Back Up and Restore NVRAM Data with CD-interlink

Back Up and Restore NVRAM Data With CD-interlink

This is the second part of the follow-up to my article from 2013 and explains in detail how to back up and restore NVRAM data with CD-interlink. The other option, CD-i Link, and how to connect a Philips CD-i player to a modern Windows PC is covered in the first part. Make sure to follow the guide to set up the connection and the terminal program Tera Term.

CD-interlink (alternate spelling: CD-i’nterlink, CD-Interlink and CD-InterLink) is a program developed by Novaré International (and human interaction inc.) in 1994. It is dubbed The Complete CD-i File Manager and has some useful functions to view and manipulate single/multiple files in the NVRAM. Some functions require the connection to a terminal. At first sight, it seems to be easier to use for beginners because it has a graphical user interface that can be operated with a CD-i controller. Don’t get fooled by this though, because file transfers are actually more complicated to set up than with cdilink.

These are unedited screen grabs of the loading screen and the main window. NTSC/60 Hz on the left, PAL/50 Hz on the right. On 50 Hz players, the lower part of the screen is filled with garbage. This doesn’t affect the functionality of the program though.

I edited the following screen grabs to show only the main window.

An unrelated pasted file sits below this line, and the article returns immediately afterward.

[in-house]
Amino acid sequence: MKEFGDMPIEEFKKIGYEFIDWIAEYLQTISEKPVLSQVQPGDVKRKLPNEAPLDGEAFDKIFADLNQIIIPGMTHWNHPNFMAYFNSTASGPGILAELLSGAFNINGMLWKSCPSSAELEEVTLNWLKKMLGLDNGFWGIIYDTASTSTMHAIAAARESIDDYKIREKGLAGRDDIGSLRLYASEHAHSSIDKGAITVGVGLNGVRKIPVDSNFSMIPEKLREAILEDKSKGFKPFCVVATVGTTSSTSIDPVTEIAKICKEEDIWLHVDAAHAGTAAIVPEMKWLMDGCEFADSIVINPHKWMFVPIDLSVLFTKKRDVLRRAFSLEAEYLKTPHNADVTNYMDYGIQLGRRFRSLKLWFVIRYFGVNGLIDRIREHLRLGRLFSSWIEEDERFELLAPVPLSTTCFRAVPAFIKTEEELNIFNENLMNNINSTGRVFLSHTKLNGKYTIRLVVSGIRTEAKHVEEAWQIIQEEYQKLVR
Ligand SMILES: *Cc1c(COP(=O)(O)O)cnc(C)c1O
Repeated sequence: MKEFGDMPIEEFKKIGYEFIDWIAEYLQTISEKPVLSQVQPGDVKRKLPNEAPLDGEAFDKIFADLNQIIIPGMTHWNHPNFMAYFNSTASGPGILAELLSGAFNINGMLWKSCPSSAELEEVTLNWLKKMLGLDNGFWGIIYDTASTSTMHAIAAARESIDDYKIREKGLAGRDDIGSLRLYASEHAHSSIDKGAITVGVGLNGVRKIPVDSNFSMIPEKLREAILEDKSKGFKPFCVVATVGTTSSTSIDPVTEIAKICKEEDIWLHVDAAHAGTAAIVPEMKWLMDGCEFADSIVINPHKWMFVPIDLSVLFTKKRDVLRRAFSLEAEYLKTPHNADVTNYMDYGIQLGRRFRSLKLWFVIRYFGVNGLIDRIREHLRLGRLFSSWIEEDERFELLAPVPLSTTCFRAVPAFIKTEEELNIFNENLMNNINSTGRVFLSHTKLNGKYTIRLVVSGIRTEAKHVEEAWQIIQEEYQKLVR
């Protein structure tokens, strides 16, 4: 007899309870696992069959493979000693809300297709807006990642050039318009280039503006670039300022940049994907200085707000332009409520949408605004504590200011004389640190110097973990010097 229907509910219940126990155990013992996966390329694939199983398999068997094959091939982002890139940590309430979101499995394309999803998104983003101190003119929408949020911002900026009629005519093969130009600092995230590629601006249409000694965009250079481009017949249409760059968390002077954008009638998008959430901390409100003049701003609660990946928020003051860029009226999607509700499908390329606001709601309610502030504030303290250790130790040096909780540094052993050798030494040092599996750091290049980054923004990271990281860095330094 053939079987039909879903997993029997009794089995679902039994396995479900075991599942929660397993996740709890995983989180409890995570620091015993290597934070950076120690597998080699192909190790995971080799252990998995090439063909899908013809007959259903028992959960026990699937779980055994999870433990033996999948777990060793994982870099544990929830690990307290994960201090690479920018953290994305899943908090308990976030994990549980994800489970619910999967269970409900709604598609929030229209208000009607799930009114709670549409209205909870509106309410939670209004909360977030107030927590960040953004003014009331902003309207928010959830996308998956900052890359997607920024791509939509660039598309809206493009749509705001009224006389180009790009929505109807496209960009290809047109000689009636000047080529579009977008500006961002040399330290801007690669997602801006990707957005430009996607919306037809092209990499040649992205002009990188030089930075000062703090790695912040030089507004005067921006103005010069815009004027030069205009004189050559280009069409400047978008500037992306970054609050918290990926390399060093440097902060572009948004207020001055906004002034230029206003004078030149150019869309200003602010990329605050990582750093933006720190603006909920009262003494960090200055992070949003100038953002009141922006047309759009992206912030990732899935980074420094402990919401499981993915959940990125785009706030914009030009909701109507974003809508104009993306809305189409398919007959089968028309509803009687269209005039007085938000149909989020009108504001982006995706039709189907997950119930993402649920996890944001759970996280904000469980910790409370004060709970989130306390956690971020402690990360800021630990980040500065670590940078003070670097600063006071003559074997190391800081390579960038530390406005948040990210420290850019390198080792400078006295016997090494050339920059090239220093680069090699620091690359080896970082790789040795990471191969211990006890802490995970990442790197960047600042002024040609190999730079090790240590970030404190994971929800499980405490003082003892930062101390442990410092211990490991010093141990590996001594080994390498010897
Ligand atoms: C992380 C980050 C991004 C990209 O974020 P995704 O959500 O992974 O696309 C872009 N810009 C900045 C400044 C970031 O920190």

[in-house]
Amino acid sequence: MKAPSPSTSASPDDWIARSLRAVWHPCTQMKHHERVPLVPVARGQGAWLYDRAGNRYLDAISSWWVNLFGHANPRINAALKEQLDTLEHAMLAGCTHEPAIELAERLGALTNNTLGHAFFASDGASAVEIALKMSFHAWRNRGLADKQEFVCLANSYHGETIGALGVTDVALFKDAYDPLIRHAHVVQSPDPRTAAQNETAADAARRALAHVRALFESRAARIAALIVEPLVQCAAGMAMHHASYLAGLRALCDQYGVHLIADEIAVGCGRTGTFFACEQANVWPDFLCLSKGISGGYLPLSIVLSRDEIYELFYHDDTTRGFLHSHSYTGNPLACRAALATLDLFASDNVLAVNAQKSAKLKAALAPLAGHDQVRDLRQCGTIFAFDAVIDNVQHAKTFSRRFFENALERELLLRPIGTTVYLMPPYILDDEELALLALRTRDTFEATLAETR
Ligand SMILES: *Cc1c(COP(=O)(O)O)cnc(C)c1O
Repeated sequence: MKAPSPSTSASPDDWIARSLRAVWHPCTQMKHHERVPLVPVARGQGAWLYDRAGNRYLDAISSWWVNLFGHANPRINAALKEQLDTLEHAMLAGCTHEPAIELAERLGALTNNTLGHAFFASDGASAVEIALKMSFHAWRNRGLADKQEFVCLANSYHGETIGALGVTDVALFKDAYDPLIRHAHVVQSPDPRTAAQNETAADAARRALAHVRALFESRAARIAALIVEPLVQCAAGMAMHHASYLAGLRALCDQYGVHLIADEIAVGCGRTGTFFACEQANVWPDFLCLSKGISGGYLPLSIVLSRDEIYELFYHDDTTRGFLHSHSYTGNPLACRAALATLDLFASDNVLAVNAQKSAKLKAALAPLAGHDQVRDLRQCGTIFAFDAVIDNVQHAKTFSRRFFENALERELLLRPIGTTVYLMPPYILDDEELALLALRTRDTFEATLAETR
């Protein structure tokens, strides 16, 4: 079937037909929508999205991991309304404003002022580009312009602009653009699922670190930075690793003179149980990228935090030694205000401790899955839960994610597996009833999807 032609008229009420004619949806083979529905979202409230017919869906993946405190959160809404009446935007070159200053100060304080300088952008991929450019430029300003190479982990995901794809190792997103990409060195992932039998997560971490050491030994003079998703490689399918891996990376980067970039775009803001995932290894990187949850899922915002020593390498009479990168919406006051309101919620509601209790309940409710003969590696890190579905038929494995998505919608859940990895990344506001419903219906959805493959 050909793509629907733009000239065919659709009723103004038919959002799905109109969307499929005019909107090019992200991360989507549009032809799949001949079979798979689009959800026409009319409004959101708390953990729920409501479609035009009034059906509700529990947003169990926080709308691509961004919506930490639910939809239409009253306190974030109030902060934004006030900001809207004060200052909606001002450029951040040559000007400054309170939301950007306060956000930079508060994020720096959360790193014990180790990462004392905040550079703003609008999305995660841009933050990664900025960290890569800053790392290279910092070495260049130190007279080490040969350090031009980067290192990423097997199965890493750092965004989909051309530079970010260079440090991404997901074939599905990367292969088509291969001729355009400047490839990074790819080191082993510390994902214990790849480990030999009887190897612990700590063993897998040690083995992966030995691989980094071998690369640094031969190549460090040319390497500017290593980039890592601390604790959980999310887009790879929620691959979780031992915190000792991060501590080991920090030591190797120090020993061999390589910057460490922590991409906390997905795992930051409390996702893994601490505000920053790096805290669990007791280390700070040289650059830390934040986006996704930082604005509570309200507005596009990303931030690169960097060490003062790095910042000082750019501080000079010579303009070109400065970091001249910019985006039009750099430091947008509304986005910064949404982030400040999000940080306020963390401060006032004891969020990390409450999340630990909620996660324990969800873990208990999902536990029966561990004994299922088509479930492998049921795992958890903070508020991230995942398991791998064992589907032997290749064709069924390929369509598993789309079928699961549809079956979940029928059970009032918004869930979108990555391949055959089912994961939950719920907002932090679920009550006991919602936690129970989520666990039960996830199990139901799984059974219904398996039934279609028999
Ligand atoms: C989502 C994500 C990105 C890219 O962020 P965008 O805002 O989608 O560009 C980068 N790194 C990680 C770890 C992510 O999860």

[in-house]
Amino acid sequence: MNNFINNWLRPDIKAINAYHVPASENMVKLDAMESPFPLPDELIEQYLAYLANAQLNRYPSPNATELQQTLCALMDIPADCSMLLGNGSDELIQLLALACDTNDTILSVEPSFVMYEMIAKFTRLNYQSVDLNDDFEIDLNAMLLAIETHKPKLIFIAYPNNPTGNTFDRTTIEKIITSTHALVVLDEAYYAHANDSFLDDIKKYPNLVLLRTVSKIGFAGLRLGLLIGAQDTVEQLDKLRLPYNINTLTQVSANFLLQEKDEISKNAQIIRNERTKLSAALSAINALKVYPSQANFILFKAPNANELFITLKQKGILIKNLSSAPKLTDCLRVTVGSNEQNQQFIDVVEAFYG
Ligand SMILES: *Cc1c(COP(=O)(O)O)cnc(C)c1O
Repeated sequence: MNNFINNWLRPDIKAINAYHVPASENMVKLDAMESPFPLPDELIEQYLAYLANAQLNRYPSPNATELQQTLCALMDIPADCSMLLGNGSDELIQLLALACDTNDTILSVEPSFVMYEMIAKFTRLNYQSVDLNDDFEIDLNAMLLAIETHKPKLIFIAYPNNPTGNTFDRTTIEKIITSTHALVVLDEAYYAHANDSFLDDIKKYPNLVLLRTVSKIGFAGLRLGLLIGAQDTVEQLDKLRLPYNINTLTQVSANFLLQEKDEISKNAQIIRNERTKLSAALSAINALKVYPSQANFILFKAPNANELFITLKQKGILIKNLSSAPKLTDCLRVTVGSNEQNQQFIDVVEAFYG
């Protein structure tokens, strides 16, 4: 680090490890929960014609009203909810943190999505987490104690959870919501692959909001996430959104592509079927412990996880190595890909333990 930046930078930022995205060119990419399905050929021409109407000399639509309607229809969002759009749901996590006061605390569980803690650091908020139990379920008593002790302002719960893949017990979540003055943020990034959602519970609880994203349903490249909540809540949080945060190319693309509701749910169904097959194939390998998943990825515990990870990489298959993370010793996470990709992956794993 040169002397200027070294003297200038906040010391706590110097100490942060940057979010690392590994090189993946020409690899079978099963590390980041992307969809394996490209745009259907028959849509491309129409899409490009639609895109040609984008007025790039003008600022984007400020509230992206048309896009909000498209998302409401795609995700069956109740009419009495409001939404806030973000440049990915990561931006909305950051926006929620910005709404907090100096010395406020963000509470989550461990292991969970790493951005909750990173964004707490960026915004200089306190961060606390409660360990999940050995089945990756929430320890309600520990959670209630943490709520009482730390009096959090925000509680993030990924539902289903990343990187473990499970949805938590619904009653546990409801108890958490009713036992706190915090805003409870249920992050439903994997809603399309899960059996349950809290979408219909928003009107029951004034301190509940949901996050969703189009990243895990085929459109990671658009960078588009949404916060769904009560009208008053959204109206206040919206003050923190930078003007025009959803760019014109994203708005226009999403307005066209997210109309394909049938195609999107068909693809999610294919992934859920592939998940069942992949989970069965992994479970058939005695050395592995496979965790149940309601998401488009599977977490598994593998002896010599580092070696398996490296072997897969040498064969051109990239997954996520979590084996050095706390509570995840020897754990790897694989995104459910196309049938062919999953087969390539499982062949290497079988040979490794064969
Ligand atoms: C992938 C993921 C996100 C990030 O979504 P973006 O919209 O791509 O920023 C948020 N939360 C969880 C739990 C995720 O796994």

This button displays basic help for all functions/tools. I will show these help messages along with the tools below.


ZMODEM is the protocol of choice to transfer files with a Windows PC. But first, the Tera Term settings need some tweaking. Assuming that you have installed it on a PC with Windows 10 x64, the default installation directory is C:\Program Files (x86)\teraterm. This is also the default directory for all file transfers. However, Tera Term is not permitted to place the received files into that folder, so Windows redirects them to the VirtualStore location (e.g. C:\Users\[your user name]\AppData\Local\VirtualStore\Program Files (x86)\teraterm). To avoid this, you can change the default directory with the File -> Change directory… menu item. (You have to do this every time you run Tera Term.)

Tera Term: Change directory
Tera Term: Change directory

To save this setting permanently, edit the file TERATERM.INI in the default installation directory with a text editor. Locate the key FileDir and change its value to a directory that is easier to access, e.g. C:\cdilink.

; Default directory for file transfers

While we are here, search for the key ZmodemAuto and change its value to on to automatically accept all ZMODEM transfers that are initiated in CD-interlink.

; ZMODEM auto receive

Save the INI file and start Tera Term. You may want to select the Change directory… menu item again to see if the change to the INI file was successful.


This tool will send/upload data to the connected host computer. Select one or more files and press the ZMODEM send button. If you have set up Tera Term as described above, it will automatically accept the transfer and place the files in the specified directory.

ZMODEM receive